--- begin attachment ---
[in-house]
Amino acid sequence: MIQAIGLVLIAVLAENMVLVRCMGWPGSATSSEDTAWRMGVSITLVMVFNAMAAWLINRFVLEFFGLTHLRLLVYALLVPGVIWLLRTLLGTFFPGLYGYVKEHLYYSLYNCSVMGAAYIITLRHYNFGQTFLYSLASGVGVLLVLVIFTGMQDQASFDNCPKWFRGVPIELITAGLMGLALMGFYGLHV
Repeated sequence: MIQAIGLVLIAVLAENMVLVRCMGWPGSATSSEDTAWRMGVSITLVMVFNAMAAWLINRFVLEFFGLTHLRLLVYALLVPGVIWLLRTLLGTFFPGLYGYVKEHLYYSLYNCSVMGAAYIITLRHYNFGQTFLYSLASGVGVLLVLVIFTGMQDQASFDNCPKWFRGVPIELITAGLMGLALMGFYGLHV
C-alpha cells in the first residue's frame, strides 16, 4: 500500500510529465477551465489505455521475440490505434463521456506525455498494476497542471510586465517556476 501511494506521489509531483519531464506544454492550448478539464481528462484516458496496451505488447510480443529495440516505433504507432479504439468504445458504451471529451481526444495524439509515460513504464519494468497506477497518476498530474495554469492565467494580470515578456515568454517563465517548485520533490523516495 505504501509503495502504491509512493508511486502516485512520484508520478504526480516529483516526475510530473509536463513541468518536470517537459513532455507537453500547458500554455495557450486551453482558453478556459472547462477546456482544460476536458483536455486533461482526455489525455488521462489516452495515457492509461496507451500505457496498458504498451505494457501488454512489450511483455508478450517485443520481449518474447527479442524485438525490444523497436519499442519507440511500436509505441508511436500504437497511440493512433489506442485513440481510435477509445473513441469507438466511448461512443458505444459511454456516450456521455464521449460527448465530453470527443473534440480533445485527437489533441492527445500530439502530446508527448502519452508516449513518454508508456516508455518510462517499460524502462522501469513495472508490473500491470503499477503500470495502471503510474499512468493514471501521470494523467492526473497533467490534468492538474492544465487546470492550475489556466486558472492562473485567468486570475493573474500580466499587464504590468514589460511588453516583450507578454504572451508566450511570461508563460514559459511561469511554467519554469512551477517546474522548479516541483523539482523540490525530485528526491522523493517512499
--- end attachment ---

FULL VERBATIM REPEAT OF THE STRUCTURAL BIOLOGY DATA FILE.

[in-house]
Amino acid sequence: MIQAIGLVLIAVLAENMVLVRCMGWPGSATSSEDTAWRMGVSITLVMVFNAMAAWLINRFVLEFFGLTHLRLLVYALLVPGVIWLLRTLLGTFFPGLYGYVKEHLYYSLYNCSVMGAAYIITLRHYNFGQTFLYSLASGVGVLLVLVIFTGMQDQASFDNCPKWFRGVPIELITAGLMGLALMGFYGLHV
Repeated sequence: MIQAIGLVLIAVLAENMVLVRCMGWPGSATSSEDTAWRMGVSITLVMVFNAMAAWLINRFVLEFFGLTHLRLLVYALLVPGVIWLLRTLLGTFFPGLYGYVKEHLYYSLYNCSVMGAAYIITLRHYNFGQTFLYSLASGVGVLLVLVIFTGMQDQASFDNCPKWFRGVPIELITAGLMGLALMGFYGLHV
C-alpha cells in the first residue's frame, strides 16, 4: 500500500510529465477551465489505455521475440490505434463521456506525455498494476497542471510586465517556476 501511494506521489509531483519531464506544454492550448478539464481528462484516458496496451505488447510480443529495440516505433504507432479504439468504445458504451471529451481526444495524439509515460513504464519494468497506477497518476498530474495554469492565467494580470515578456515568454517563465517548485520533490523516495 505504501509503495502504491509512493508511486502516485512520484508520478504526480516529483516526475510530473509536463513541468518536470517537459513532455507537453500547458500554455495557450486551453482558453478556459472547462477546456482544460476536458483536455486533461482526455489525455488521462489516452495515457492509461496507451500505457496498458504498451505494457501488454512489450511483455508478450517485443520481449518474447527479442524485438525490444523497436519499442519507440511500436509505441508511436500504437497511440493512433489506442485513440481510435477509445473513441469507438466511448461512443458505444459511454456516450456521455464521449460527448465530453470527443473534440480533445485527437489533441492527445500530439502530446508527448502519452508516449513518454508508456516508455518510462517499460524502462522501469513495472508490473500491470503499477503500470495502471503510474499512468493514471501521470494523467492526473497533467490534468492538474492544465487546470492550475489556466486558472492562473485567468486570475493573474500580466499587464504590468514589460511588453516583450507578454504572451508566450511570461508563460514559459511561469511554467519554469512551477517546474522548479516541483523539482523540490525530485528526491522523493517512499